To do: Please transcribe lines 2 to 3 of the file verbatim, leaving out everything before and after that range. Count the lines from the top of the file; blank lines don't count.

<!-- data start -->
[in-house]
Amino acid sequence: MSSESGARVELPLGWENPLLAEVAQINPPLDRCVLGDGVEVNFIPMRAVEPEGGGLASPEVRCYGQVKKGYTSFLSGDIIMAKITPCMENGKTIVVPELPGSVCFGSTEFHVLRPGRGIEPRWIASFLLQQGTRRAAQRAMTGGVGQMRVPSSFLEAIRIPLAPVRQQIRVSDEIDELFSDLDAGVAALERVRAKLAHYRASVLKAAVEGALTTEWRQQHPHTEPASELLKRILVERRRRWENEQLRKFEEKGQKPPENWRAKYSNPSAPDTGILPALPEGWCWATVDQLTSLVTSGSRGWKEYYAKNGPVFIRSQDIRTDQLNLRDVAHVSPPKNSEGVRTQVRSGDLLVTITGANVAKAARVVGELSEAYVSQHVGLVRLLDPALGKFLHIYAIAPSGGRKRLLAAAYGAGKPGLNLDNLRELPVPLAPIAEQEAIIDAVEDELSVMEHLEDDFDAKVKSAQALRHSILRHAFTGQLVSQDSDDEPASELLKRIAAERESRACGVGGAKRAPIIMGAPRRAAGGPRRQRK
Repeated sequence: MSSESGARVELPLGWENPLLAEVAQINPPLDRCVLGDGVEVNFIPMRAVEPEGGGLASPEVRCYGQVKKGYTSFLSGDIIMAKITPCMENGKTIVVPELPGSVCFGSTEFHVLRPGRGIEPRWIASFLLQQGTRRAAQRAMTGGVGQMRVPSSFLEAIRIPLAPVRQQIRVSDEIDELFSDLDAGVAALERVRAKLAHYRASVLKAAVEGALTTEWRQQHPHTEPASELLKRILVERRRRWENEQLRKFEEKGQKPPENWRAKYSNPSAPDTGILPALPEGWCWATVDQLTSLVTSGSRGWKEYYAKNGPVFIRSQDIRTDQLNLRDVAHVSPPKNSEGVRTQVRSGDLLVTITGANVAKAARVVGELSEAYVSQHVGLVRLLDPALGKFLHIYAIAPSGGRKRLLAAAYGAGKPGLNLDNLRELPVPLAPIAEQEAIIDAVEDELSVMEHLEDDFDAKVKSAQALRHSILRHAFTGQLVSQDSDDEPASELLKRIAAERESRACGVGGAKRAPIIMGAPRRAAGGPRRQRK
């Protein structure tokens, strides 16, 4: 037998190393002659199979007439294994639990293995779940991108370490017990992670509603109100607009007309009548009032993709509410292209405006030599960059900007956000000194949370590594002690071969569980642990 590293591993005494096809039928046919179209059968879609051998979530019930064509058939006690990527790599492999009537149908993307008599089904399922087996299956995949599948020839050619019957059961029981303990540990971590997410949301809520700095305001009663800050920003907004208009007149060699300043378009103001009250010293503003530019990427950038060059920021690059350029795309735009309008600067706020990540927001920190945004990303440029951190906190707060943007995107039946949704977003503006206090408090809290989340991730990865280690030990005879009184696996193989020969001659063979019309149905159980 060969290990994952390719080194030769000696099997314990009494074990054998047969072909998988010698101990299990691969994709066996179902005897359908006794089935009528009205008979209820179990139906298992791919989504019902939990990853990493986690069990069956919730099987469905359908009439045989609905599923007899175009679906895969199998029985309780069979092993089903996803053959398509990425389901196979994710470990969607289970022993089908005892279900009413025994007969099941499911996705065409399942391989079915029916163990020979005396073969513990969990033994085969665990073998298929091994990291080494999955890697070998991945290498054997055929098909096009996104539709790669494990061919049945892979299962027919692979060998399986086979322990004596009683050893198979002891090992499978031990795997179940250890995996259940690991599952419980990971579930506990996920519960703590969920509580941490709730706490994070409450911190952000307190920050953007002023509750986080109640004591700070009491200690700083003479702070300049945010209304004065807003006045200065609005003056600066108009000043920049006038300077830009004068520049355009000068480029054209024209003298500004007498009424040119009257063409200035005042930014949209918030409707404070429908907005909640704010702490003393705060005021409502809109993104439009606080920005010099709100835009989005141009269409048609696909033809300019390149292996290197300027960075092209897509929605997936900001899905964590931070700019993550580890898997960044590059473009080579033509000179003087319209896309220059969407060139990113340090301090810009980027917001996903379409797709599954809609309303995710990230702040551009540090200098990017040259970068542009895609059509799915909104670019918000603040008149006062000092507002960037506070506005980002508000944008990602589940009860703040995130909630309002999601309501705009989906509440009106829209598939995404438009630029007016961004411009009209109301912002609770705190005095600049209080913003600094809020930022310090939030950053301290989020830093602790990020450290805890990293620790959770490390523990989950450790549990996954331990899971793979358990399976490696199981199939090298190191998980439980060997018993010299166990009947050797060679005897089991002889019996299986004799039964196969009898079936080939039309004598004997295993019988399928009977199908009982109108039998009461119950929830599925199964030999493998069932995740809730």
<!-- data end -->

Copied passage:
Amino acid sequence: MSSESGARVELPLGWENPLLAEVAQINPPLDRCVLGDGVEVNFIPMRAVEPEGGGLASPEVRCYGQVKKGYTSFLSGDIIMAKITPCMENGKTIVVPELPGSVCFGSTEFHVLRPGRGIEPRWIASFLLQQGTRRAAQRAMTGGVGQMRVPSSFLEAIRIPLAPVRQQIRVSDEIDELFSDLDAGVAALERVRAKLAHYRASVLKAAVEGALTTEWRQQHPHTEPASELLKRILVERRRRWENEQLRKFEEKGQKPPENWRAKYSNPSAPDTGILPALPEGWCWATVDQLTSLVTSGSRGWKEYYAKNGPVFIRSQDIRTDQLNLRDVAHVSPPKNSEGVRTQVRSGDLLVTITGANVAKAARVVGELSEAYVSQHVGLVRLLDPALGKFLHIYAIAPSGGRKRLLAAAYGAGKPGLNLDNLRELPVPLAPIAEQEAIIDAVEDELSVMEHLEDDFDAKVKSAQALRHSILRHAFTGQLVSQDSDDEPASELLKRIAAERESRACGVGGAKRAPIIMGAPRRAAGGPRRQRK
Repeated sequence: MSSESGARVELPLGWENPLLAEVAQINPPLDRCVLGDGVEVNFIPMRAVEPEGGGLASPEVRCYGQVKKGYTSFLSGDIIMAKITPCMENGKTIVVPELPGSVCFGSTEFHVLRPGRGIEPRWIASFLLQQGTRRAAQRAMTGGVGQMRVPSSFLEAIRIPLAPVRQQIRVSDEIDELFSDLDAGVAALERVRAKLAHYRASVLKAAVEGALTTEWRQQHPHTEPASELLKRILVERRRRWENEQLRKFEEKGQKPPENWRAKYSNPSAPDTGILPALPEGWCWATVDQLTSLVTSGSRGWKEYYAKNGPVFIRSQDIRTDQLNLRDVAHVSPPKNSEGVRTQVRSGDLLVTITGANVAKAARVVGELSEAYVSQHVGLVRLLDPALGKFLHIYAIAPSGGRKRLLAAAYGAGKPGLNLDNLRELPVPLAPIAEQEAIIDAVEDELSVMEHLEDDFDAKVKSAQALRHSILRHAFTGQLVSQDSDDEPASELLKRIAAERESRACGVGGAKRAPIIMGAPRRAAGGPRRQRK